But at a tactical level, administration officials are taking seriously the potential for damage and are attempting to respond forcefully. In early August, officials stepped up their efforts to link the "birther" movement -- with its contention that Obama was not born in the United States and is thus not a legitimate president -- to Republican leaders.

Later in the month, Obama advisers began pushing back against allegations that he would establish "death panels" in his health-care overhaul, calling out former Republican vice presidential nominee Sarah Palin for posting that charge on her Facebook page. Obama publicly rejected the charge that he is maintaining an "enemies list," raising the issue to dismiss it at a town hall meeting.

Officials who were interviewed said the goal is to anticipate the conservative attacks and be ready to respond the moment they threaten to balloon into a major story. They acknowledge, however, having limited success so far.

"In a world with Fox News and Rush Limbaugh and the Drudge Report and everything else that makes up the right-wing noise machine, nothing is clean and nothing is simple," a senior administration official said. "You don't stomp a story out. You ride the wave and try to steer it to safe water."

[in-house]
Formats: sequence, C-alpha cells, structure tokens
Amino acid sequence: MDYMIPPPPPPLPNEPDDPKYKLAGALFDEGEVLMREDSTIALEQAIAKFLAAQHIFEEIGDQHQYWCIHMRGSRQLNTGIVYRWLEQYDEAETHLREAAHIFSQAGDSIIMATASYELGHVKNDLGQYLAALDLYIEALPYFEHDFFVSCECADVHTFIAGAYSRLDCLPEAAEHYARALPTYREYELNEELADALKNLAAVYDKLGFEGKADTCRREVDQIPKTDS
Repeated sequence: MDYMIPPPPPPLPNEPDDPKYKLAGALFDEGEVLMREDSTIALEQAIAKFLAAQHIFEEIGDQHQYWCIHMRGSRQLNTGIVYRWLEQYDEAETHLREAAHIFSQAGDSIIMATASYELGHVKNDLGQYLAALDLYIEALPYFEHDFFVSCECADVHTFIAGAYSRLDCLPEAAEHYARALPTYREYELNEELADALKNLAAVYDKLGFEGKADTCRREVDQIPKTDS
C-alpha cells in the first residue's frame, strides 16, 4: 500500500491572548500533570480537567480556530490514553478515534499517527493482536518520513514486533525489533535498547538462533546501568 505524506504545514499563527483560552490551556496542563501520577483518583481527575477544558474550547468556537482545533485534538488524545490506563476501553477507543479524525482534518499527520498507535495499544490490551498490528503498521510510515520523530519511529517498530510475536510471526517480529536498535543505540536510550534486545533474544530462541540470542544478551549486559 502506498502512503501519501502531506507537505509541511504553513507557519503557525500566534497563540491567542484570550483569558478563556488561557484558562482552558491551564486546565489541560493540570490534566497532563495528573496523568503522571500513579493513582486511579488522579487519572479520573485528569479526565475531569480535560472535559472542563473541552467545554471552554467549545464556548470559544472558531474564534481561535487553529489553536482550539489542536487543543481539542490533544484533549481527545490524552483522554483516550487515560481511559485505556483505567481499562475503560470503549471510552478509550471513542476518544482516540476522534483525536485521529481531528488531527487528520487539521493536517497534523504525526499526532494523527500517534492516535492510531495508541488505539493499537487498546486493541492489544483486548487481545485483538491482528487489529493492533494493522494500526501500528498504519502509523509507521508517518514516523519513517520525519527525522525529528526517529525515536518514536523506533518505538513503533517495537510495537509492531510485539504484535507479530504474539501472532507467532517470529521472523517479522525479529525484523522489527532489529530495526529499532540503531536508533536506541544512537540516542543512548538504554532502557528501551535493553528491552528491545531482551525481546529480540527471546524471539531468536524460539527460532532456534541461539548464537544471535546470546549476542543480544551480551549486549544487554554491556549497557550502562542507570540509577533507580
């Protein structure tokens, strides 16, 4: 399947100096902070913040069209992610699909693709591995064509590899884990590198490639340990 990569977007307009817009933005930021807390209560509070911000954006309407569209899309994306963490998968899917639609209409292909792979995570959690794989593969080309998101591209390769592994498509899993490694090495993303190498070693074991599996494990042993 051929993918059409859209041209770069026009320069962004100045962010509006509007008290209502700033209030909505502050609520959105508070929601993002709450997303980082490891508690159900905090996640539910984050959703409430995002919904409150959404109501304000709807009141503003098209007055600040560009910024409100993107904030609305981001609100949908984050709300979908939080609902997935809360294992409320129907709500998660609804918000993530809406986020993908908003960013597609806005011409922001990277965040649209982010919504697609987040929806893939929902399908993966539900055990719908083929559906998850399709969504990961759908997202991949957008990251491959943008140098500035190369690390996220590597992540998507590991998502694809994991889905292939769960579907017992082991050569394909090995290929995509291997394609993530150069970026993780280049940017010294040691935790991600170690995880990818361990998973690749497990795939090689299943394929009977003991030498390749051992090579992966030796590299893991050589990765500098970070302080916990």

The level of hostility toward Obama in recent months has been exceptionally high for a new president. Even before Rep. Joe Wilson (R-S.C.) shouted "You lie!" during a presidential address to Congress last week, Obama had been accused of wanting to kill people's grandparents (through health-care reform), expose their children to political re-education (through an expansion of community service programs) and use health care to make reparations for slavery (by expanding coverage).

How the Obama White House deals with the frenzy going forward will be a test of its talents, senior administration officials acknowledged.

Although Obama does not pore over the conservative attacks himself, he is not oblivious to them, advisers said. He does not watch cable television regularly, but he reads his news summary each morning, and he often follows up with staff members when he hears what he considers out-of-bounds allegations -- sometimes after learning of them in e-mails from friends outside the White House, for example, or from ordinary voters at rallies. Little of it surprises him, aides said.